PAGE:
He said that osteoarthritis isn't a primary cause but the consequences of our body attempting to normalize an abnormality - such as a bone spur trying to close a gap left by torn soft tissue/tendon/whatever. Or my trashed bicep tendon that subluxes and THAT can only happen if a certain very small shoulder ligament that can't be seen in an MRI is torn.

    It is a different way of looking at it and, well I've quite a lot OA, it helps to see it from this perspective. Everything happens for a reason and that includes this.
    Last edited by Catrin; 09-30-2016 at 02:12 PM.

  11. #26
    Join Date
    Jul 2005
    Location
    IL/FL
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    3,863
    My DO told me something similar a few years ago. She let me know that my body is simply responding to what was/is being done to it. Living is hard on the body, no matter how careful we are... I was decidedly NOT careful when I was younger.

    Electra Townie 7D

  12. #27
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    Nov 2009
    Location
    Indianapolis, Indiana
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    Saw MRI report for OTHER shoulder. Well, what doesn't kill us makes us stronger, yes?
    Last edited by Catrin; 10-04-2016 at 04:19 PM.

  13. #28
    Join Date
    Nov 2009
    Location
    Indianapolis, Indiana
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    Thanks for the input here, it's been appreciated. I've decided, for now, to hold off on the tendon and rotator cuff surgery and explore alternatives. There is no real danger the tendon will rupture completely, barring some unforeseen circumstance. It isn't THAT painful, and so what if I can't lift overhead for now? I've had so many surgeries over the years - all of which were quite necessary. I am not convinced that this one is just yet. In the end the tendon may be so shredded that there are no other options, but it won't be this year.

    The left shoulder? It's just an arthritic hot mess with all kinds of stuff going on - even the shoulder ortho saw no real point to even cleaning it out, just wait to do something when it's time to replace it. Hopefully it will never reach THAT point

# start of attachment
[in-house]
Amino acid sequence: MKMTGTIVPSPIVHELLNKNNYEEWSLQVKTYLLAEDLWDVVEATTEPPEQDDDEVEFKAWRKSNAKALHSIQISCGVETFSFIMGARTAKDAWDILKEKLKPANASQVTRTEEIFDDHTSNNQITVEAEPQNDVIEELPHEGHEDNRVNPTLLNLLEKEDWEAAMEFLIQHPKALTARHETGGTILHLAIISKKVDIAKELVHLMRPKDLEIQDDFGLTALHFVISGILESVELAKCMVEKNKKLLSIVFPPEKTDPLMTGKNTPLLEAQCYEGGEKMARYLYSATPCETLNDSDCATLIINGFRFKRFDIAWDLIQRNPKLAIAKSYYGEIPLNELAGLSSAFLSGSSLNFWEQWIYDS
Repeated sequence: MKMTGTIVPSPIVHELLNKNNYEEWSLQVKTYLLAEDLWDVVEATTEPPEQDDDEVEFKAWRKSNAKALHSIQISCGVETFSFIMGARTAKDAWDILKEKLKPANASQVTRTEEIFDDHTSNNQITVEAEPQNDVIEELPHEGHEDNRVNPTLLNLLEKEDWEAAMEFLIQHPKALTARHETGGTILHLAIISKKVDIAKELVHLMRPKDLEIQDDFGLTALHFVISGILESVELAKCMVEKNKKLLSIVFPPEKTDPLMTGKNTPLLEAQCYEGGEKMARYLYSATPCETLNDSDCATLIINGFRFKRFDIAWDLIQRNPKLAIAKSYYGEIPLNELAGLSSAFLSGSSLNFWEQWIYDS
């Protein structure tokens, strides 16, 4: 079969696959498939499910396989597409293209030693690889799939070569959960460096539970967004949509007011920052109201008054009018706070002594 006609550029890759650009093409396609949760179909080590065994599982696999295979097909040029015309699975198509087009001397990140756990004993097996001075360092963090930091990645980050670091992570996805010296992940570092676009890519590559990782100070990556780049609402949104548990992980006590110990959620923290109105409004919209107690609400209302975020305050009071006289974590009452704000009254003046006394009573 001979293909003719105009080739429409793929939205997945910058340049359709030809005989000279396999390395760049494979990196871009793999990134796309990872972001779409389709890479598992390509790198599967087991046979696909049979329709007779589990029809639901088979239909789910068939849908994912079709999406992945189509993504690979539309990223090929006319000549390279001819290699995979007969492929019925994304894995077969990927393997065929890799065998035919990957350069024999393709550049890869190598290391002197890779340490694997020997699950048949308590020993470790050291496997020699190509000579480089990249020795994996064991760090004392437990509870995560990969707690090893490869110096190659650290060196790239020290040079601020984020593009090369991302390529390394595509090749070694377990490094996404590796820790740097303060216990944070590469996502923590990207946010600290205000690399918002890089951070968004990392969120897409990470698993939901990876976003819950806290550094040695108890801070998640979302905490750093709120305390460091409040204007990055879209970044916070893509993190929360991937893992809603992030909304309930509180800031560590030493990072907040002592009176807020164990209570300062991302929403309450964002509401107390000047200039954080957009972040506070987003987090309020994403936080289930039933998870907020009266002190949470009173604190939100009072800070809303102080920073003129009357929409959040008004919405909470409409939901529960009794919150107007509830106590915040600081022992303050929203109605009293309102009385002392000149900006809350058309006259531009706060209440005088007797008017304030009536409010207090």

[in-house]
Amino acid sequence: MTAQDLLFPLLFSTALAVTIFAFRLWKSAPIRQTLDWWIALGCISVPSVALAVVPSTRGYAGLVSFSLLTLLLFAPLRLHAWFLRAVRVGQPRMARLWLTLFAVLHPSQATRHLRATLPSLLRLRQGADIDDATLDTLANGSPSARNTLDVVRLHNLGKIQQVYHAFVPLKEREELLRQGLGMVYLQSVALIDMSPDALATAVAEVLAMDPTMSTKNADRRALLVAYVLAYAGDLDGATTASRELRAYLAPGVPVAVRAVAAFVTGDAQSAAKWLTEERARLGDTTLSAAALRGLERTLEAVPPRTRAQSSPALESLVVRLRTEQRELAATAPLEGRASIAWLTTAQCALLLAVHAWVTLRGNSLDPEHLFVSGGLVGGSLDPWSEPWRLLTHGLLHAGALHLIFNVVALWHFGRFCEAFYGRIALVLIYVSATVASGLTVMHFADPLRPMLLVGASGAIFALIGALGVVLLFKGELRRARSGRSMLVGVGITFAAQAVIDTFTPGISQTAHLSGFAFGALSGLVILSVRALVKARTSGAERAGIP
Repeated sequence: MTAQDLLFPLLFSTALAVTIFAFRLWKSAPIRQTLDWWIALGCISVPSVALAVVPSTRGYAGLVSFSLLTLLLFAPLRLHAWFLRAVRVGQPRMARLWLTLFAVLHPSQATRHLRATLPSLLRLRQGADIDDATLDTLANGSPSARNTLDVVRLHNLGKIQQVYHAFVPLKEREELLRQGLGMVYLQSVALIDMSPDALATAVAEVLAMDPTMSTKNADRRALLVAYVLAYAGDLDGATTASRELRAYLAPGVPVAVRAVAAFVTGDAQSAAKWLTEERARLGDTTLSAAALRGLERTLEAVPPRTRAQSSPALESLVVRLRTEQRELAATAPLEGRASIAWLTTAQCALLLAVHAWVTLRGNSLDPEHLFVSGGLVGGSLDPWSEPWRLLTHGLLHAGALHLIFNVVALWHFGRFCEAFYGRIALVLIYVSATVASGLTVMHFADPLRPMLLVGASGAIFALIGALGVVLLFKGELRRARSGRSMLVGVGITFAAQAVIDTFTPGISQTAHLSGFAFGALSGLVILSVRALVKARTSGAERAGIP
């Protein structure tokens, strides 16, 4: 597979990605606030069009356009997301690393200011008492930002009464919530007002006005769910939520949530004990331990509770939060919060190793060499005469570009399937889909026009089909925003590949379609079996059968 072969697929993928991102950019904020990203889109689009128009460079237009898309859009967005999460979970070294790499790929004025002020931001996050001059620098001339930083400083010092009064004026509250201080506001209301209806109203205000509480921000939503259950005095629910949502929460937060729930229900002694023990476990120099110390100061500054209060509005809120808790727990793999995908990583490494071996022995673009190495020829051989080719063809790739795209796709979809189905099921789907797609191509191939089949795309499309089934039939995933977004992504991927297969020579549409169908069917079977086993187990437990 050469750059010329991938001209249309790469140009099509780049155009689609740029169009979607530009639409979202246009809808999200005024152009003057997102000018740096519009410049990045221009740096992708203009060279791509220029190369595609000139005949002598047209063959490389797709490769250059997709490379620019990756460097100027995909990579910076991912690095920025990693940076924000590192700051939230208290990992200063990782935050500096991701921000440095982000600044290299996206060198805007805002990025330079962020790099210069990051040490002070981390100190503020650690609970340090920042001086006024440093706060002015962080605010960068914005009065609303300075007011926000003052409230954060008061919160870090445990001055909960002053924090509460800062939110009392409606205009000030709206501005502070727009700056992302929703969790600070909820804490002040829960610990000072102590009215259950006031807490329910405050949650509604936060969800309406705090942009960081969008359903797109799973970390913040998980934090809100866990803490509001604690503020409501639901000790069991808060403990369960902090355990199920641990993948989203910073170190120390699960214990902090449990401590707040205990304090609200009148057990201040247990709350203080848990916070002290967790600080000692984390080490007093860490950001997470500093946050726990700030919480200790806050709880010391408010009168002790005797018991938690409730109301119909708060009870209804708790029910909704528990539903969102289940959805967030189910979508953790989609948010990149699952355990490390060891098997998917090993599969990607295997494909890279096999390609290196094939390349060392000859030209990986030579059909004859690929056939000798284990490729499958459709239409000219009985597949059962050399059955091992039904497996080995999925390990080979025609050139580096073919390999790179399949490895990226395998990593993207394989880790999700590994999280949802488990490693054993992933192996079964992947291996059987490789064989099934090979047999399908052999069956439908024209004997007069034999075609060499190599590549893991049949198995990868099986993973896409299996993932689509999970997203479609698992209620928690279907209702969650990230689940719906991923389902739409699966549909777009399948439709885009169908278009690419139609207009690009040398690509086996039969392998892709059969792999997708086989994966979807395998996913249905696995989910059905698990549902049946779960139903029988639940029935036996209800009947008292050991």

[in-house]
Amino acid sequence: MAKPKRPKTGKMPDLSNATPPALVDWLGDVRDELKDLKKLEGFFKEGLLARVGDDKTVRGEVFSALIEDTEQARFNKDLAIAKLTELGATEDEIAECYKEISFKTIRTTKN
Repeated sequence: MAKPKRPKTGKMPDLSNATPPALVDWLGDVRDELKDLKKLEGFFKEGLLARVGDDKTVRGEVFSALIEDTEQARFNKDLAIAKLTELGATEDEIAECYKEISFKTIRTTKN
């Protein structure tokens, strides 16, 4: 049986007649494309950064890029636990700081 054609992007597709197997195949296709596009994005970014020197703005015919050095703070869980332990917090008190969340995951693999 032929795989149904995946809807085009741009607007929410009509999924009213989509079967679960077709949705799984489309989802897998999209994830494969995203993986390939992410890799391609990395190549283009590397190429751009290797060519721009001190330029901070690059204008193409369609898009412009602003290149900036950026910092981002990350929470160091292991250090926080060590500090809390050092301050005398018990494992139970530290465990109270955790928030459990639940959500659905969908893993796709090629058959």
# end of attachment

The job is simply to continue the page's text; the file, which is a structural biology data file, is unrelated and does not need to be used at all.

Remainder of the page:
My enforced lack of exercise for almost 2 weeks has been difficult (combo of weather + strained forearm muscle), but am very thankful that I can still hike, do 2-handed KB swings, and elevated/wall pushups

  14. #29
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    Jul 2005
    Location
    IL/FL
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    3,863
    So glad you're waiting. I keep thinking about the millennia of people who figured out how to work through this sort of thing, and kept on. We all jump at surgery no matter the cost or outcome, and sometimes, I truly think, it would be better to wait and see what our bodies really need.

    Electra Townie 7D

  15. #30
    Join Date
    Nov 2009
    Location
    Indianapolis, Indiana
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    Quote Originally Posted by Pax View Post
    So glad you're waiting. I keep thinking about the millennia of people who figured out how to work through this sort of thing, and kept on. We all jump at surgery no matter the cost or outcome, and sometimes, I truly think, it would be better to wait and see what our bodies really need.
    Agreed Pax. I did find it interesting that the Ortho didn't consider it worthwhile to clean out my other shoulder - it has large pieces of cartilage floating around, cysts, tendinopathy in all tendons, and other things. There was a time they would have been encouraging that as well - but it is degenerative so it would simply return. So something may be changing out there.
    Last edited by Catrin; 10-06-2016 at 02:20 AM.